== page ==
OKC won’t be the first to jump on the bandwagon. In 2008, the American Independent Business Alliance joined Oklahoma Gazette’s parent company, Tierra Media Group, to launch the “America Unchained” business alliance in Oklahoma City. That separate initiative urges local, independent businesses of all shapes and sizes to unite locally and push back against big-box retailers. A year later, the Tulsa Area Independent Business Association celebrated its first official “America Unchained” event on Nov. 21. Holiday shoppers were encouraged to get their jump on Christmas gifts by buying local.
Another nationwide movement called The 3/50 Project works to redirect customers to their local businesses in a more efficient way and keep money cycling inside the local economy. According to its Web site, http://www.the350project.net, for every $100 spent in a locally owned business, $68 is re-spent in the local economy through taxes, payroll and other expenditures.
If that same $100 is spent in a national chain headquartered out of state, only $43 returns to the local economy.
Having that money kept in Oklahoma will keep the state growing, Bandy said. He anticipates having 20 to 30 businesses signed up within the first few months of the program, and if
Keep It Local OK proves to be a success, then it will soon expand to Tulsa and other communities across the state.
“The response I’ve been getting so far has been really positive,” Bandy said. “It suits itself well to retail, restaurants and boutiques, but we will open it up to bookkeepers, freelance designers, photographers, lawn services. As long as they are locally and independently owned and can offer a discount to the public, they are eligible.”
Bandy said that a further draw is that the businesses can receive the rewards cards at cost and then resell for a profit. Keep It Local OK will also be broadening its scope to incorporate nonprofits, perhaps even donating the rewards cards to the programs so the organizations could keep 100 percent of the proceeds from selling the rewards cards.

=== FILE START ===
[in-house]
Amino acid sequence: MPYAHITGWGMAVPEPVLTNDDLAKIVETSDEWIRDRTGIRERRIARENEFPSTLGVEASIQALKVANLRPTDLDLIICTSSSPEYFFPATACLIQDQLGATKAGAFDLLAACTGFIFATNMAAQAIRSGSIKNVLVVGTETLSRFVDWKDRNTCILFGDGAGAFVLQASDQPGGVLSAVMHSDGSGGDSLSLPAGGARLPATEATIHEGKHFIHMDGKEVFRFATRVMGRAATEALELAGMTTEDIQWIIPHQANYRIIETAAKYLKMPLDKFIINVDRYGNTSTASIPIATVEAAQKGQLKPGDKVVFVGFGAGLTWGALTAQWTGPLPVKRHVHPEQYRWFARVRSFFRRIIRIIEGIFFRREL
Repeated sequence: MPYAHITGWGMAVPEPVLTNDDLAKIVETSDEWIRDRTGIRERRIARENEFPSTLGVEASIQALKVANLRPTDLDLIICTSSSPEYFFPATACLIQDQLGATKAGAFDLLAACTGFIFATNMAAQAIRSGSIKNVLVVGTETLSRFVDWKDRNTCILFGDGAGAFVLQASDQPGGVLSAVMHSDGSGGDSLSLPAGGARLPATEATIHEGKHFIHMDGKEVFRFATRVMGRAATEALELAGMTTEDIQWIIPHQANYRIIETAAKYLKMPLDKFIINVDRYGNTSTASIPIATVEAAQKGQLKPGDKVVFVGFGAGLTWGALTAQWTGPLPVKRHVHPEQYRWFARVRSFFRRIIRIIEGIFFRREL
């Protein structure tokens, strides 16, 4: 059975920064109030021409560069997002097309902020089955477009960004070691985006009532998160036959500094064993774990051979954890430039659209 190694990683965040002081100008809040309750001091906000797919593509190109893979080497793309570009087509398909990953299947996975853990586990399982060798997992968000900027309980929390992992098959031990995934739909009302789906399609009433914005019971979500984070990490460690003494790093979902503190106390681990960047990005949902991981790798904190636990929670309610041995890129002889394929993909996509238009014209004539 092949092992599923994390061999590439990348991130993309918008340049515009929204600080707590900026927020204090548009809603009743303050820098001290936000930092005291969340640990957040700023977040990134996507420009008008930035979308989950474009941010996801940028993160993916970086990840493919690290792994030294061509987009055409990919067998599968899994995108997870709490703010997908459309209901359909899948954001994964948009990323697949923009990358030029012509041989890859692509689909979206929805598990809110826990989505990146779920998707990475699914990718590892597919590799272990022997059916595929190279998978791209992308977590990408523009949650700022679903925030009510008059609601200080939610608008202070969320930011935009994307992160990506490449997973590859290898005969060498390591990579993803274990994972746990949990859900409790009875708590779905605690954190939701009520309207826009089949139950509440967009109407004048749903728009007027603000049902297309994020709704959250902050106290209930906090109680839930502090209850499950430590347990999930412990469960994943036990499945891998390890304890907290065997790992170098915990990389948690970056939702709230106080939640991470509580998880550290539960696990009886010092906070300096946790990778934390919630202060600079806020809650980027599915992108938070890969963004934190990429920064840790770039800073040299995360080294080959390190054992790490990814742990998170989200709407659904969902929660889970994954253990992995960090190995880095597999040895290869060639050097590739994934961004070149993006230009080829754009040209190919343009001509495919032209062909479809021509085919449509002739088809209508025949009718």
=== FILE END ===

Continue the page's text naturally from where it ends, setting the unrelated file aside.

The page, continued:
The Spero Project, a networking organization for ministries and nonprofits, is already a member of Keep it Local OKC. Director Kim Bandy said that, beyond the fund-raising benefit of the rewards cards, the boost in visibility that the Web site offers could be critical for new programs trying to gain recognition and support from the local community.
“It takes four to five years in existence before people get a good feel of your work,” she said. “In the meantime, it’s hard to express what you are doing and have tangible results for what you’ve done. Unfortunately, that’s when nonprofits need the most assistance, while they are starting up.”
The benefit of giving to local organizations is that each dollar goes further because of the smaller staffs and lack of costly promotional campaigns.
“Local, grassroots nonprofits have a lot more flexibility in their spending and programs, so you might get more action out of your donation,” she said. “At the same time, they have more flexibility because they don’t spend as much money on promotion. That is why the partnership with Keep It Local is very beneficial.”
Keep It Local OK is going to be a labor of love, according to Branson, because the project wasn’t started to make money.
“The point is to make the program as cheap as possible to minimize the excuse for not being a part of it,” he said. “We want to make it as attainable as possible. We want everyone to be into this and supporting local businesses.”